Text #9209

"Samnite Wars", in Wikipedia.

During the interwar years the Roman Republic continued to expand its power into central Italy. The Aequi were crushed in a short campaign in 304 BC. The neighbouring tribes of the Abruzzi, the Marsi, Paeligni, Marrucini and the Frentani, concluded permanent treaties of alliance with Rome that same year and the Vestini in 302. Rome consolidated these gains by founding colonies at Sora, Alba Fucens, and Carseoli. Hostilities with the Etruscans resumed in 302 and in 299 Rome captured the Umbrian town of Nequinum such that by the outbreak of the Third Samnite War in 298 the Romans were again fighting on multiple fronts. The Third Samnite War represents the first attempt by the people of Italy to unite against Rome as the Samnites joined forces with the Etruscans, Umbrians and Gauls to the north.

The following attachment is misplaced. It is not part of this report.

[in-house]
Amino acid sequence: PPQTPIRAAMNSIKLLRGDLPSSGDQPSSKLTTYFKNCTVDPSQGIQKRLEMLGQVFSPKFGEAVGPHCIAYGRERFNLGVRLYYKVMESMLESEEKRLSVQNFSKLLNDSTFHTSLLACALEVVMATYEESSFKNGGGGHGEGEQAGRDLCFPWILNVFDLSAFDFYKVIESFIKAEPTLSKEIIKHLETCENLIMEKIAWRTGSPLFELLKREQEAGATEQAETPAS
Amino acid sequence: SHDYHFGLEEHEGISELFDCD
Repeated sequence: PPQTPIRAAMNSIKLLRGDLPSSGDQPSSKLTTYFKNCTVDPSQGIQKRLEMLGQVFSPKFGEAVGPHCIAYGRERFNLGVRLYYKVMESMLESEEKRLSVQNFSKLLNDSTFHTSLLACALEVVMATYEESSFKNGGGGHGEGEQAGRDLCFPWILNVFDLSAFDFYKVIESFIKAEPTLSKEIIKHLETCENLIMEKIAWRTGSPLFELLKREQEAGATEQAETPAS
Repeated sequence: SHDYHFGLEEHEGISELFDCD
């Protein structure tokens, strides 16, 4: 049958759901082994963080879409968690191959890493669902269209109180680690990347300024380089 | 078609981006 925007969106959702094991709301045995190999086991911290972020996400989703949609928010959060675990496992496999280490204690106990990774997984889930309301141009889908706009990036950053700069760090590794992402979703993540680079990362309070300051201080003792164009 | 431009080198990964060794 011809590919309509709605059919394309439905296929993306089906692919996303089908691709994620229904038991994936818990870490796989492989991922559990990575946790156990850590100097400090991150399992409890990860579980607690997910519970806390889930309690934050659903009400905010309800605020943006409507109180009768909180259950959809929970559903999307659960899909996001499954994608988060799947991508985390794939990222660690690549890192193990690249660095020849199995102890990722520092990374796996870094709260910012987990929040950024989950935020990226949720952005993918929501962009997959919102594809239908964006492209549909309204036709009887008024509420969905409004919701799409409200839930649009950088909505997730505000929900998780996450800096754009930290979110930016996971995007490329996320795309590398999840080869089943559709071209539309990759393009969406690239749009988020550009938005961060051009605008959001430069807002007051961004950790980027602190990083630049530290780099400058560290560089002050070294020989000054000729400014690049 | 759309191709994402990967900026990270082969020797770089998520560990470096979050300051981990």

In 298 the Romans elected as consuls L. Cornelius Scipio Barbatus and Cn. Fulvius Maximus Centumalus. The sarcophagus of the former has been preserved and is inscribed with an epitaph claiming that he captured Taurasia and Cisauna in Samnium, subdued all Lucania and brought back hostages. The inscription does not state in which year these events took place, but is most likely to refer to Scipio’s exploits during his consulship, the pinnacle of his political career. The dating of the inscription is disputed, with estimates ranging from the middle third of the third century to the early second. However even if the youngest date is correct, the inscription is still the oldest surviving testimony of the Samnite wars while an earlier date is no guarantee against distortion.